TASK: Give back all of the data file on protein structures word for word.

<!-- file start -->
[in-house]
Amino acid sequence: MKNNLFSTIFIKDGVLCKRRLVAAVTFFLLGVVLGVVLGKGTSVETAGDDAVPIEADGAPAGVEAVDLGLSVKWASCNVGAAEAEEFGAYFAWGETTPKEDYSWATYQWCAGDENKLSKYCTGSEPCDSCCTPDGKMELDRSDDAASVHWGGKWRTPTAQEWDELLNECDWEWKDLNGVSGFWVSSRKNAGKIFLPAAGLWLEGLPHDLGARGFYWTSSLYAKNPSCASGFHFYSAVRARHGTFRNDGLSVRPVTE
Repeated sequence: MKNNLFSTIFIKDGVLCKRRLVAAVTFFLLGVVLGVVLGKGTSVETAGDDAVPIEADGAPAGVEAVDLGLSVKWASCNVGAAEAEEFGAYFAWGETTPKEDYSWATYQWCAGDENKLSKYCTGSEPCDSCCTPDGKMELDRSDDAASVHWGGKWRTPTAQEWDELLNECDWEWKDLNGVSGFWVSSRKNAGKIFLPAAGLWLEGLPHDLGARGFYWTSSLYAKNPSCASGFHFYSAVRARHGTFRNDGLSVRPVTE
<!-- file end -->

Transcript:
[in-house]
Amino acid sequence: MKNNLFSTIFIKDGVLCKRRLVAAVTFFLLGVVLGVVLGKGTSVETAGDDAVPIEADGAPAGVEAVDLGLSVKWASCNVGAAEAEEFGAYFAWGETTPKEDYSWATYQWCAGDENKLSKYCTGSEPCDSCCTPDGKMELDRSDDAASVHWGGKWRTPTAQEWDELLNECDWEWKDLNGVSGFWVSSRKNAGKIFLPAAGLWLEGLPHDLGARGFYWTSSLYAKNPSCASGFHFYSAVRARHGTFRNDGLSVRPVTE
Repeated sequence: MKNNLFSTIFIKDGVLCKRRLVAAVTFFLLGVVLGVVLGKGTSVETAGDDAVPIEADGAPAGVEAVDLGLSVKWASCNVGAAEAEEFGAYFAWGETTPKEDYSWATYQWCAGDENKLSKYCTGSEPCDSCCTPDGKMELDRSDDAASVHWGGKWRTPTAQEWDELLNECDWEWKDLNGVSGFWVSSRKNAGKIFLPAAGLWLEGLPHDLGARGFYWTSSLYAKNPSCASGFHFYSAVRARHGTFRNDGLSVRPVTE